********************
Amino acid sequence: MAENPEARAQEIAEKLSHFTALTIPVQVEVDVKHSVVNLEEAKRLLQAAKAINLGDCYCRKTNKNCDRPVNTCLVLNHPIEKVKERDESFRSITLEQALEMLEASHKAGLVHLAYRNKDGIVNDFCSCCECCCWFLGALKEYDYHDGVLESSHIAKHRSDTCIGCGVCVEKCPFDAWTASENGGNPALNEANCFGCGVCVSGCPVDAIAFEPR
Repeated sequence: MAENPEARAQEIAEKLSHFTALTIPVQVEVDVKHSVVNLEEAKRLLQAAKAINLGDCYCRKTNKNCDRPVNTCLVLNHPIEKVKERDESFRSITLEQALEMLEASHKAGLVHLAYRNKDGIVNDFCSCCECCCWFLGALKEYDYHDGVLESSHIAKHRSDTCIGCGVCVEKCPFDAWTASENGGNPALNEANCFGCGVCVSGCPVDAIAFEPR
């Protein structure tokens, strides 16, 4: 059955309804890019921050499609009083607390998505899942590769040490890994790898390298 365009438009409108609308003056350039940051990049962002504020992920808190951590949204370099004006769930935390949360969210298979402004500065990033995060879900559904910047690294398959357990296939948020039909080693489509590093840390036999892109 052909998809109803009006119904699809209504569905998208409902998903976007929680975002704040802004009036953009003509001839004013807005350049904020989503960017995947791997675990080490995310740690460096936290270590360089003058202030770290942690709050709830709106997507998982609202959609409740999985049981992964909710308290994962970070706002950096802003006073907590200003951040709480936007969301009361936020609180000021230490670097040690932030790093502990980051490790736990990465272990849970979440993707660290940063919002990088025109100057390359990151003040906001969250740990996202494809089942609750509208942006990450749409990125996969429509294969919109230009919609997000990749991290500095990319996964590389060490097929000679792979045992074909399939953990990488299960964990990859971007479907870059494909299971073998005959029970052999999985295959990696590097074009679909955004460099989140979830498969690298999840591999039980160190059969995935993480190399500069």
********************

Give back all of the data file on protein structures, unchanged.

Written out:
Amino acid sequence: MAENPEARAQEIAEKLSHFTALTIPVQVEVDVKHSVVNLEEAKRLLQAAKAINLGDCYCRKTNKNCDRPVNTCLVLNHPIEKVKERDESFRSITLEQALEMLEASHKAGLVHLAYRNKDGIVNDFCSCCECCCWFLGALKEYDYHDGVLESSHIAKHRSDTCIGCGVCVEKCPFDAWTASENGGNPALNEANCFGCGVCVSGCPVDAIAFEPR
Repeated sequence: MAENPEARAQEIAEKLSHFTALTIPVQVEVDVKHSVVNLEEAKRLLQAAKAINLGDCYCRKTNKNCDRPVNTCLVLNHPIEKVKERDESFRSITLEQALEMLEASHKAGLVHLAYRNKDGIVNDFCSCCECCCWFLGALKEYDYHDGVLESSHIAKHRSDTCIGCGVCVEKCPFDAWTASENGGNPALNEANCFGCGVCVSGCPVDAIAFEPR
């Protein structure tokens, strides 16, 4: 059955309804890019921050499609009083607390998505899942590769040490890994790898390298 365009438009409108609308003056350039940051990049962002504020992920808190951590949204370099004006769930935390949360969210298979402004500065990033995060879900559904910047690294398959357990296939948020039909080693489509590093840390036999892109 052909998809109803009006119904699809209504569905998208409902998903976007929680975002704040802004009036953009003509001839004013807005350049904020989503960017995947791997675990080490995310740690460096936290270590360089003058202030770290942690709050709830709106997507998982609202959609409740999985049981992964909710308290994962970070706002950096802003006073907590200003951040709480936007969301009361936020609180000021230490670097040690932030790093502990980051490790736990990465272990849970979440993707660290940063919002990088025109100057390359990151003040906001969250740990996202494809089942609750509208942006990450749409990125996969429509294969919109230009919609997000990749991290500095990319996964590389060490097929000679792979045992074909399939953990990488299960964990990859971007479907870059494909299971073998005959029970052999999985295959990696590097074009679909955004460099989140979830498969690298999840591999039980160190059969995935993480190399500069």